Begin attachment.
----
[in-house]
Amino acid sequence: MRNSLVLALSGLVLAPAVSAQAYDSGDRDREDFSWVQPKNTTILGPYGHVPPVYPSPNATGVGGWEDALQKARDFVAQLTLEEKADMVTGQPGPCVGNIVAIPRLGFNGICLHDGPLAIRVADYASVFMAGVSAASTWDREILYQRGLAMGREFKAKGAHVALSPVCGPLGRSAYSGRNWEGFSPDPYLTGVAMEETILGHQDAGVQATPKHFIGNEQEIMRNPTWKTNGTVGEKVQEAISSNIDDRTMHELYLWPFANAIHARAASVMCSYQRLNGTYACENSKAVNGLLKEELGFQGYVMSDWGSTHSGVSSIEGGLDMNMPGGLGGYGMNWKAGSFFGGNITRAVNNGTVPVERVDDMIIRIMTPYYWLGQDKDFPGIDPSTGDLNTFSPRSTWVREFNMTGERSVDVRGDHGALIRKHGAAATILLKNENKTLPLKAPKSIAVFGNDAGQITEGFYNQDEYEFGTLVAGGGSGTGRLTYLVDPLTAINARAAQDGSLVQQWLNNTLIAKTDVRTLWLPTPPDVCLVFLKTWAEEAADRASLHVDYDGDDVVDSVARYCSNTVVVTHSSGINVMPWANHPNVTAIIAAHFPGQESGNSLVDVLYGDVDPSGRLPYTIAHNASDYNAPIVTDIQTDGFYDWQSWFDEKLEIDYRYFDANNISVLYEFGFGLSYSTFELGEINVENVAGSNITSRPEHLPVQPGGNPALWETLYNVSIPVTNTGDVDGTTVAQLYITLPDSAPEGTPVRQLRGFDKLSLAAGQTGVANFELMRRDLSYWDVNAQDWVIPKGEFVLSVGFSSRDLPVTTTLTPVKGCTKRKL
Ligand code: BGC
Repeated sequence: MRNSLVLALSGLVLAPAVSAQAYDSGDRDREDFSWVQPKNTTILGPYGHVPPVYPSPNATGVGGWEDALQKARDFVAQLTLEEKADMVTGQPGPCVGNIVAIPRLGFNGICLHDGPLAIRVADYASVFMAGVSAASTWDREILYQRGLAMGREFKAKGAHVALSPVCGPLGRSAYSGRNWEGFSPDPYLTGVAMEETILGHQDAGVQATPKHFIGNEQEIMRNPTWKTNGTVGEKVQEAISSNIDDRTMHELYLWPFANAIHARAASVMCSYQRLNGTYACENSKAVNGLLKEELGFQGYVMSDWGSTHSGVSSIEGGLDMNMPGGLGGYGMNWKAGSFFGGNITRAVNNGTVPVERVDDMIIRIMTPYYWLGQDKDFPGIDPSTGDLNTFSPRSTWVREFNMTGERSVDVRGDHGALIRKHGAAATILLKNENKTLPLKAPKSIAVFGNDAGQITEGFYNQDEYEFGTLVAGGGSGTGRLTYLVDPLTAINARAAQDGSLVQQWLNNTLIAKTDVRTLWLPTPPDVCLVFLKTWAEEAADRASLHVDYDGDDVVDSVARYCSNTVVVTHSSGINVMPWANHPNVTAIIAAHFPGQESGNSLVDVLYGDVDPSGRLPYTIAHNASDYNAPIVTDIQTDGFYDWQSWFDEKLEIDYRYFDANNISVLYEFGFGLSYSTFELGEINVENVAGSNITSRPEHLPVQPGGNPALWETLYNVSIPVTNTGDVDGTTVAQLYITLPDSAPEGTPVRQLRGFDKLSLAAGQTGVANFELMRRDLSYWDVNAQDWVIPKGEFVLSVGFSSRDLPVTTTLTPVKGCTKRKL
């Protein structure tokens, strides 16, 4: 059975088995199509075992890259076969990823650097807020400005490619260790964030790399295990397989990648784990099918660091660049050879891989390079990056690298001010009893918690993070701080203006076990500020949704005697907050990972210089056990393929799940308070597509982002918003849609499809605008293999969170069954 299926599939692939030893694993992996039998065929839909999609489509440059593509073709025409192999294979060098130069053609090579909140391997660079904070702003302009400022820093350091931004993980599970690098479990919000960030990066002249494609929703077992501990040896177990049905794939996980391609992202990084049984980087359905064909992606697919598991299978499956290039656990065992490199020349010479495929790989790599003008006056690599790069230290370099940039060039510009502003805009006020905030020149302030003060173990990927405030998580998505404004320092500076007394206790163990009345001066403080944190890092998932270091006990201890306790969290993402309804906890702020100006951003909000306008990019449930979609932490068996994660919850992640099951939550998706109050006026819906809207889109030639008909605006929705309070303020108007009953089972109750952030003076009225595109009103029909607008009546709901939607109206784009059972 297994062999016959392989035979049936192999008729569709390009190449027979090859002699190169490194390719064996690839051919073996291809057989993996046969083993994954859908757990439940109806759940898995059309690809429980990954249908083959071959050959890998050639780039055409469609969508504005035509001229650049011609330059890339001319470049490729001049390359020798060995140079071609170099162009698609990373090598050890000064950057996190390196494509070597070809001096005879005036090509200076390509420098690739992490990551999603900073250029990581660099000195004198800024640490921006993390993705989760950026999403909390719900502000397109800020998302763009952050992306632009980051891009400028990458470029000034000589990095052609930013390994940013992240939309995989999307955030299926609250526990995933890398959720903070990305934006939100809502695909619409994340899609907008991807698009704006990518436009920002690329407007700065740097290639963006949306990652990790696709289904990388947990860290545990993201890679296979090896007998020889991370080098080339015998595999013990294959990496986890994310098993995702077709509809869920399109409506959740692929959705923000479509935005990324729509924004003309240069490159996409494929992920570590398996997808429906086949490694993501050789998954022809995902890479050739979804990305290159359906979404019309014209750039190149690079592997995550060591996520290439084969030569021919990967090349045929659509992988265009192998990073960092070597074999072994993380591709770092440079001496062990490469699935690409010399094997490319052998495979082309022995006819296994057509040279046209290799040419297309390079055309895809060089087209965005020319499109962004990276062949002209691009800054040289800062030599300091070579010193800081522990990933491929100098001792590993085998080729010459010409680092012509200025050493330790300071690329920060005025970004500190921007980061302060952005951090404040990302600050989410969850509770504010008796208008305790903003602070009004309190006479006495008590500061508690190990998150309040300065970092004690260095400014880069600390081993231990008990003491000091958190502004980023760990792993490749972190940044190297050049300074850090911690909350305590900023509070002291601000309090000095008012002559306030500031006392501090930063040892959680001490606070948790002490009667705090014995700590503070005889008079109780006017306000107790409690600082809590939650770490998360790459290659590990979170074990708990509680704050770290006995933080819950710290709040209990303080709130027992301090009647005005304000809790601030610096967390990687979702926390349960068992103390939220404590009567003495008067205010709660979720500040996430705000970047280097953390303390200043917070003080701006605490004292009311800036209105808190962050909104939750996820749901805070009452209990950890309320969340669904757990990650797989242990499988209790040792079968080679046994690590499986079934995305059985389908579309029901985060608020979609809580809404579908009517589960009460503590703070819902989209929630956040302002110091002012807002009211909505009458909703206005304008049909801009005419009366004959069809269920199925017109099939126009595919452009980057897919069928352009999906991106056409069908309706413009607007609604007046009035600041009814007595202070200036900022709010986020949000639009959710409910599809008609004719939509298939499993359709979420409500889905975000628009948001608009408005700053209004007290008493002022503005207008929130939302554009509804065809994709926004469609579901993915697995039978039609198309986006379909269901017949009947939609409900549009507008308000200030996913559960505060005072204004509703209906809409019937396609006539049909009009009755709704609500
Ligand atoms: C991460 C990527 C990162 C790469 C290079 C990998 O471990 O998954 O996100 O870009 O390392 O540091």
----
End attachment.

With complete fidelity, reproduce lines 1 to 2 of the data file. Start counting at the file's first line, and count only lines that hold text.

[in-house]
Amino acid sequence: MRNSLVLALSGLVLAPAVSAQAYDSGDRDREDFSWVQPKNTTILGPYGHVPPVYPSPNATGVGGWEDALQKARDFVAQLTLEEKADMVTGQPGPCVGNIVAIPRLGFNGICLHDGPLAIRVADYASVFMAGVSAASTWDREILYQRGLAMGREFKAKGAHVALSPVCGPLGRSAYSGRNWEGFSPDPYLTGVAMEETILGHQDAGVQATPKHFIGNEQEIMRNPTWKTNGTVGEKVQEAISSNIDDRTMHELYLWPFANAIHARAASVMCSYQRLNGTYACENSKAVNGLLKEELGFQGYVMSDWGSTHSGVSSIEGGLDMNMPGGLGGYGMNWKAGSFFGGNITRAVNNGTVPVERVDDMIIRIMTPYYWLGQDKDFPGIDPSTGDLNTFSPRSTWVREFNMTGERSVDVRGDHGALIRKHGAAATILLKNENKTLPLKAPKSIAVFGNDAGQITEGFYNQDEYEFGTLVAGGGSGTGRLTYLVDPLTAINARAAQDGSLVQQWLNNTLIAKTDVRTLWLPTPPDVCLVFLKTWAEEAADRASLHVDYDGDDVVDSVARYCSNTVVVTHSSGINVMPWANHPNVTAIIAAHFPGQESGNSLVDVLYGDVDPSGRLPYTIAHNASDYNAPIVTDIQTDGFYDWQSWFDEKLEIDYRYFDANNISVLYEFGFGLSYSTFELGEINVENVAGSNITSRPEHLPVQPGGNPALWETLYNVSIPVTNTGDVDGTTVAQLYITLPDSAPEGTPVRQLRGFDKLSLAAGQTGVANFELMRRDLSYWDVNAQDWVIPKGEFVLSVGFSSRDLPVTTTLTPVKGCTKRKL